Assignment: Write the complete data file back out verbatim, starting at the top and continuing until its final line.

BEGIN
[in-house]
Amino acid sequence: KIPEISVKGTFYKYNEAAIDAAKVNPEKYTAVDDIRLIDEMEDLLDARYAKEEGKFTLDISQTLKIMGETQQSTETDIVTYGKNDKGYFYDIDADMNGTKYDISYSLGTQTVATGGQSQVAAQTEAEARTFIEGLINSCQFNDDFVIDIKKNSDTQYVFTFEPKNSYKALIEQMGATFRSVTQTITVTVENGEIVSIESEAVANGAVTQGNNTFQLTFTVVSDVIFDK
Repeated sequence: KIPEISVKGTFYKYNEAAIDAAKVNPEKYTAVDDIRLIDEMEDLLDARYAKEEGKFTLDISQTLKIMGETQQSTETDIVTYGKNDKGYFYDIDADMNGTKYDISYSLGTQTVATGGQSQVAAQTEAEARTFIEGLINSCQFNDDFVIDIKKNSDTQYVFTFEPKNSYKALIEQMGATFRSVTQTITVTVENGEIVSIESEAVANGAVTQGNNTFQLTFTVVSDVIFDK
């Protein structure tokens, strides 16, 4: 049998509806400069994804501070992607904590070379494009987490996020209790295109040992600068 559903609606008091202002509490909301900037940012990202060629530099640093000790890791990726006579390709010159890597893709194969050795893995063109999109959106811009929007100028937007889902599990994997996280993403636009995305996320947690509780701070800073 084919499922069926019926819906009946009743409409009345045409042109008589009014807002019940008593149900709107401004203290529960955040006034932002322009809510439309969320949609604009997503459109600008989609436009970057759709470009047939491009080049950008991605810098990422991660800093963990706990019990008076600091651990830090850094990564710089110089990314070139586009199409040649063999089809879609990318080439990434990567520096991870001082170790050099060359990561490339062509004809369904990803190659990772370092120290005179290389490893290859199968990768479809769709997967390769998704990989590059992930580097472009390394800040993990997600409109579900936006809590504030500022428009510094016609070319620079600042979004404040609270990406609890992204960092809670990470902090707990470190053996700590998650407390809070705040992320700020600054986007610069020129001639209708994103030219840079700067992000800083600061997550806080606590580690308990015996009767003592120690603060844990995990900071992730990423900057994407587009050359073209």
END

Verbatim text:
[in-house]
Amino acid sequence: KIPEISVKGTFYKYNEAAIDAAKVNPEKYTAVDDIRLIDEMEDLLDARYAKEEGKFTLDISQTLKIMGETQQSTETDIVTYGKNDKGYFYDIDADMNGTKYDISYSLGTQTVATGGQSQVAAQTEAEARTFIEGLINSCQFNDDFVIDIKKNSDTQYVFTFEPKNSYKALIEQMGATFRSVTQTITVTVENGEIVSIESEAVANGAVTQGNNTFQLTFTVVSDVIFDK
Repeated sequence: KIPEISVKGTFYKYNEAAIDAAKVNPEKYTAVDDIRLIDEMEDLLDARYAKEEGKFTLDISQTLKIMGETQQSTETDIVTYGKNDKGYFYDIDADMNGTKYDISYSLGTQTVATGGQSQVAAQTEAEARTFIEGLINSCQFNDDFVIDIKKNSDTQYVFTFEPKNSYKALIEQMGATFRSVTQTITVTVENGEIVSIESEAVANGAVTQGNNTFQLTFTVVSDVIFDK
């Protein structure tokens, strides 16, 4: 049998509806400069994804501070992607904590070379494009987490996020209790295109040992600068 559903609606008091202002509490909301900037940012990202060629530099640093000790890791990726006579390709010159890597893709194969050795893995063109999109959106811009929007100028937007889902599990994997996280993403636009995305996320947690509780701070800073 084919499922069926019926819906009946009743409409009345045409042109008589009014807002019940008593149900709107401004203290529960955040006034932002322009809510439309969320949609604009997503459109600008989609436009970057759709470009047939491009080049950008991605810098990422991660800093963990706990019990008076600091651990830090850094990564710089110089990314070139586009199409040649063999089809879609990318080439990434990567520096991870001082170790050099060359990561490339062509004809369904990803190659990772370092120290005179290389490893290859199968990768479809769709997967390769998704990989590059992930580097472009390394800040993990997600409109579900936006809590504030500022428009510094016609070319620079600042979004404040609270990406609890992204960092809670990470902090707990470190053996700590998650407390809070705040992320700020600054986007610069020129001639209708994103030219840079700067992000800083600061997550806080606590580690308990015996009767003592120690603060844990995990900071992730990423900057994407587009050359073209």